Afghanistan protests harsh and degrading treatment of prisoners in Iran

Iranian police blindfold and cage Afghan prisoners

The management of Face Activities decries the humiliating treatment of Afghan prisoners by local police in the Iranian city of Shiraz. We propose a petition of protest to denounce this maltreatment. We call on the Iranian people to stand against this degrading treatment, and to ask for a full investigation of the incident and the police officers involved. Justice must triumph, and humanitarian values prevail over ignorance, prejudice and cruelty.

We know that the Iranian people, heirs to a rich and ancient cultural tradition, are too civilized, educated and cultured to permit such indignities to occur in their nation in the name of justice, and we beseech them to take action to restore justice. People are so angry that it’s even been suggested that the police officers involved in this outrage should be blindfolded and placed in this same cage. Clearly such treatment is unacceptable, and all prisoners should receive humane treatment in captivity, and due process under the law.

 

Protests have rocked Kabul, Afghanistan, after about two dozen Afghan refugees in the Iranian city of Shiraz, arrested for entering the country illegally, were blindfolded and confined within a large metal cage for public viewing—-a great humiliation. A total of about 200 individuals were detained by Iranian Police, including the smaller group selected for humiliation. The images went viral, triggering denunciations, demonstrations, and formal diplomatic protests across the world.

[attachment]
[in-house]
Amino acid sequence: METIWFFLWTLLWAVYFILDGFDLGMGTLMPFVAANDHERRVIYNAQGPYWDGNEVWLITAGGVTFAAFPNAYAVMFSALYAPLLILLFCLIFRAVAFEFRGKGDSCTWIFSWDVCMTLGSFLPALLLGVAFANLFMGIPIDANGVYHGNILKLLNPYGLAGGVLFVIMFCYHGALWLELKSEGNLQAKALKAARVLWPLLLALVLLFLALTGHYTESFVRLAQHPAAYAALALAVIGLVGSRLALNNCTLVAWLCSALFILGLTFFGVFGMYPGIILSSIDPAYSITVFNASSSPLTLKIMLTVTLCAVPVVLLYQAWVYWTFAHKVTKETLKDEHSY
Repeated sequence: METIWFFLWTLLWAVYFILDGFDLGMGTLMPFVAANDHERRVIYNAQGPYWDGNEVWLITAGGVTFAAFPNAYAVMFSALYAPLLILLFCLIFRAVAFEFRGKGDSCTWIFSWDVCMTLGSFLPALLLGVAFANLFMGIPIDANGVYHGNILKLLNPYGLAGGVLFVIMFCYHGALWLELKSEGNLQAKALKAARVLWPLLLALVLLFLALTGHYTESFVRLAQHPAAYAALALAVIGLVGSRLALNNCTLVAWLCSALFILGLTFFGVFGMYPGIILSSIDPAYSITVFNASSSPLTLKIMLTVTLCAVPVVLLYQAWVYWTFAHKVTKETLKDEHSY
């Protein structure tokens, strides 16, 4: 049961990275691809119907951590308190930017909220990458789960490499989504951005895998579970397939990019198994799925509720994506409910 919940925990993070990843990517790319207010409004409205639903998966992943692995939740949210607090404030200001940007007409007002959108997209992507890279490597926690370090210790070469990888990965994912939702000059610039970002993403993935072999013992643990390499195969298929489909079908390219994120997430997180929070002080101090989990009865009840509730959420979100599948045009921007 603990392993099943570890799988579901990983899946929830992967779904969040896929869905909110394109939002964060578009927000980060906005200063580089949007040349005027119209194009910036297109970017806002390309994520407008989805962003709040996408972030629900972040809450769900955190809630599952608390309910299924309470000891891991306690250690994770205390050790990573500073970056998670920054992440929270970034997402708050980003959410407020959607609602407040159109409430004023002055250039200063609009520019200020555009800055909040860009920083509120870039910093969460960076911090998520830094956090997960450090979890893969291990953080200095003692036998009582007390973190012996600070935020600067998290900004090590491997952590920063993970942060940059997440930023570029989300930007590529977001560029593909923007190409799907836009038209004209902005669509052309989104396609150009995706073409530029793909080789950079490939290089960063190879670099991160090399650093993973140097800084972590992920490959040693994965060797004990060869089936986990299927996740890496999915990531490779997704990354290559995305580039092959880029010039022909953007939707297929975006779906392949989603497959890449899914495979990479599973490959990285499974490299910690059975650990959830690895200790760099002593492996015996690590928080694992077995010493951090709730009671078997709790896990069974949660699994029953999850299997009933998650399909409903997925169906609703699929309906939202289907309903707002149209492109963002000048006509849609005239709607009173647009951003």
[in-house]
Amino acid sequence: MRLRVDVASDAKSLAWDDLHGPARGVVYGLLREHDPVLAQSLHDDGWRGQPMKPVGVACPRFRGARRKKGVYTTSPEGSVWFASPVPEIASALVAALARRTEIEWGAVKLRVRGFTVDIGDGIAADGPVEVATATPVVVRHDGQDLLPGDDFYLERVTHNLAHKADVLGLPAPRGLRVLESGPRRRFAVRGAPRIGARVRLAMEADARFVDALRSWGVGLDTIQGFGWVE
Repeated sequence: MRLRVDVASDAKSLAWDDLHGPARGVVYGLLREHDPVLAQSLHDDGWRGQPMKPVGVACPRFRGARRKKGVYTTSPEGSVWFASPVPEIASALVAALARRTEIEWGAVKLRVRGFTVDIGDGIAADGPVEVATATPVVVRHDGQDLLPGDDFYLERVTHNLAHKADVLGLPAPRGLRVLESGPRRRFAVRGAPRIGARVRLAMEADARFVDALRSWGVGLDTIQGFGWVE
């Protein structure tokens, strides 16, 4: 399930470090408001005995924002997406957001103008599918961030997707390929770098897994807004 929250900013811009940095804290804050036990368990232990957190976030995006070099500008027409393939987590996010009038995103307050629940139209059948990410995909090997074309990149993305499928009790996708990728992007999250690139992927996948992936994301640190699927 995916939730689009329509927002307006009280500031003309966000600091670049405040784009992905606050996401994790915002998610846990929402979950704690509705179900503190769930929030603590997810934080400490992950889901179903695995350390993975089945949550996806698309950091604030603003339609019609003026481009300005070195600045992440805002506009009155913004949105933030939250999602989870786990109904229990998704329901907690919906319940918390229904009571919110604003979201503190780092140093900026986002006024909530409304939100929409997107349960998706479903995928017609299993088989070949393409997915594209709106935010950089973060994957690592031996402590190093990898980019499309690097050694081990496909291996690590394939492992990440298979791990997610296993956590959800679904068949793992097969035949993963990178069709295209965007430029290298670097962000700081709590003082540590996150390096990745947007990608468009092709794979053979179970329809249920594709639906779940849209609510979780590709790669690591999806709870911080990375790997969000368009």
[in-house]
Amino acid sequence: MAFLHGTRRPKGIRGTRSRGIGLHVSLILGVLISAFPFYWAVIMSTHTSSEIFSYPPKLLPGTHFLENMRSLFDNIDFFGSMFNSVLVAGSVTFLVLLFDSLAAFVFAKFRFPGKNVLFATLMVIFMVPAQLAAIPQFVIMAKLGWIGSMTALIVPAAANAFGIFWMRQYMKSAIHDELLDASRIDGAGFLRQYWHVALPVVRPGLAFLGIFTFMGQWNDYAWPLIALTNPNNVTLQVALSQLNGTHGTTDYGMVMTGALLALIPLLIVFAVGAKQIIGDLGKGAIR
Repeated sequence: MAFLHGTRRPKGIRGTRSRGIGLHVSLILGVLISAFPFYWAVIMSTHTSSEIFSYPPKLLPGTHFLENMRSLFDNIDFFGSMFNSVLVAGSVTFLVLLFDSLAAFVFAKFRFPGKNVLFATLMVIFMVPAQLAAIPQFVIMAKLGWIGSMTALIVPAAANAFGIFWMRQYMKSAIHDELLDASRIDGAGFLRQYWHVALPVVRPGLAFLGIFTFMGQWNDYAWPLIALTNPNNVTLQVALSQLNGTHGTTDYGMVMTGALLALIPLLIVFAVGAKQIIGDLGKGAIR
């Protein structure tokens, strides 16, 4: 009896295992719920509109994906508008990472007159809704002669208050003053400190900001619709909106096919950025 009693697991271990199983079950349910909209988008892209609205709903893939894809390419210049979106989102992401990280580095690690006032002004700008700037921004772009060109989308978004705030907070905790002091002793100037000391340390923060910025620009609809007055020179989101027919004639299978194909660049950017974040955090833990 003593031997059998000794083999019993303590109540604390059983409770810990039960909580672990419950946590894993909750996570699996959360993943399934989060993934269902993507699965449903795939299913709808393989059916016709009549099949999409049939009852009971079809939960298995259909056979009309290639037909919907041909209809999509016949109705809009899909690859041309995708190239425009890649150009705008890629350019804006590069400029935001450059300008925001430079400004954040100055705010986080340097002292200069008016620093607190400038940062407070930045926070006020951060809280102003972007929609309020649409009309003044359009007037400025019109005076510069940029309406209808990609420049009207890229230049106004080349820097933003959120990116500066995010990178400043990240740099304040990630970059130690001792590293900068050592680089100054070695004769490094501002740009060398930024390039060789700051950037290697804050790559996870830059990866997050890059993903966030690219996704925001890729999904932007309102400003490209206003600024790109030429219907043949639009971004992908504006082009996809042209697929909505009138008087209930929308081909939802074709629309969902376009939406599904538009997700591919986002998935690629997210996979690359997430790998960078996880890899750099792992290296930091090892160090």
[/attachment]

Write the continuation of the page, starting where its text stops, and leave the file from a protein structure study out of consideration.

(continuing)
Alongside the alleged criminals, police confiscated and displayed weapons, explosives, drugs, alcohol, and soft drinks that were smuggled into Iran. These individuals may represent a security risk, and should face consequences for their actions, should a court of law find them guilty of crimes, but abuse and degradation should not be part of the process. This arrogant and insensitive action has angered Afghans, and people all over the world concerned with human rights. The police and city officials involved have clearly denied these prisoners due process. In addition, they have subjected them to degrading treatment, outraging the international community.